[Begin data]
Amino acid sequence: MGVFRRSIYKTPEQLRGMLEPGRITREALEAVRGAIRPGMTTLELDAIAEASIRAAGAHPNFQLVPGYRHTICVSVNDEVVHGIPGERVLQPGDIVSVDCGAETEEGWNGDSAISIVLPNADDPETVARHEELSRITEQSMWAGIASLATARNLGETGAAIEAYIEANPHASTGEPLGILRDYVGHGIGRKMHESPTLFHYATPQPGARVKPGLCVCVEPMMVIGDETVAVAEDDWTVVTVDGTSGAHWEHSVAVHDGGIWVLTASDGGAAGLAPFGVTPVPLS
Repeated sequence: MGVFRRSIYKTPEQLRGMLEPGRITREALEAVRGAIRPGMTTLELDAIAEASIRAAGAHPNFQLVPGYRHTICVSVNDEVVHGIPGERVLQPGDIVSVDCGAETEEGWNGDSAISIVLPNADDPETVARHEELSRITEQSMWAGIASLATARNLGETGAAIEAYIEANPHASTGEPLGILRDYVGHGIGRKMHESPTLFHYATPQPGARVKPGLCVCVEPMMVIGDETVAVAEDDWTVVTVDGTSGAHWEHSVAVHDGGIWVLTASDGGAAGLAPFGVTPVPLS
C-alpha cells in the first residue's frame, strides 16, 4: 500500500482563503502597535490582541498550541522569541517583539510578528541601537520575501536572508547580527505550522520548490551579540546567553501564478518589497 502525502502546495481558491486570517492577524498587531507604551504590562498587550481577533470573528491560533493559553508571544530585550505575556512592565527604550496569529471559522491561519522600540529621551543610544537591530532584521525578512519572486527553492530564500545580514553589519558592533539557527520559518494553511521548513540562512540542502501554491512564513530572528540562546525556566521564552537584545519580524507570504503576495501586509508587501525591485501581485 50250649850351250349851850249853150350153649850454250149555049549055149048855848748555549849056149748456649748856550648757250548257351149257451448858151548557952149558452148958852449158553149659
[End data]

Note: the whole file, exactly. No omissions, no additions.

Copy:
Amino acid sequence: MGVFRRSIYKTPEQLRGMLEPGRITREALEAVRGAIRPGMTTLELDAIAEASIRAAGAHPNFQLVPGYRHTICVSVNDEVVHGIPGERVLQPGDIVSVDCGAETEEGWNGDSAISIVLPNADDPETVARHEELSRITEQSMWAGIASLATARNLGETGAAIEAYIEANPHASTGEPLGILRDYVGHGIGRKMHESPTLFHYATPQPGARVKPGLCVCVEPMMVIGDETVAVAEDDWTVVTVDGTSGAHWEHSVAVHDGGIWVLTASDGGAAGLAPFGVTPVPLS
Repeated sequence: MGVFRRSIYKTPEQLRGMLEPGRITREALEAVRGAIRPGMTTLELDAIAEASIRAAGAHPNFQLVPGYRHTICVSVNDEVVHGIPGERVLQPGDIVSVDCGAETEEGWNGDSAISIVLPNADDPETVARHEELSRITEQSMWAGIASLATARNLGETGAAIEAYIEANPHASTGEPLGILRDYVGHGIGRKMHESPTLFHYATPQPGARVKPGLCVCVEPMMVIGDETVAVAEDDWTVVTVDGTSGAHWEHSVAVHDGGIWVLTASDGGAAGLAPFGVTPVPLS
C-alpha cells in the first residue's frame, strides 16, 4: 500500500482563503502597535490582541498550541522569541517583539510578528541601537520575501536572508547580527505550522520548490551579540546567553501564478518589497 502525502502546495481558491486570517492577524498587531507604551504590562498587550481577533470573528491560533493559553508571544530585550505575556512592565527604550496569529471559522491561519522600540529621551543610544537591530532584521525578512519572486527553492530564500545580514553589519558592533539557527520559518494553511521548513540562512540542502501554491512564513530572528540562546525556566521564552537584545519580524507570504503576495501586509508587501525591485501581485 50250649850351250349851850249853150350153649850454250149555049549055149048855848748555549849056149748456649748856550648757250548257351149257451448858151548557952149558452148958852449158553149659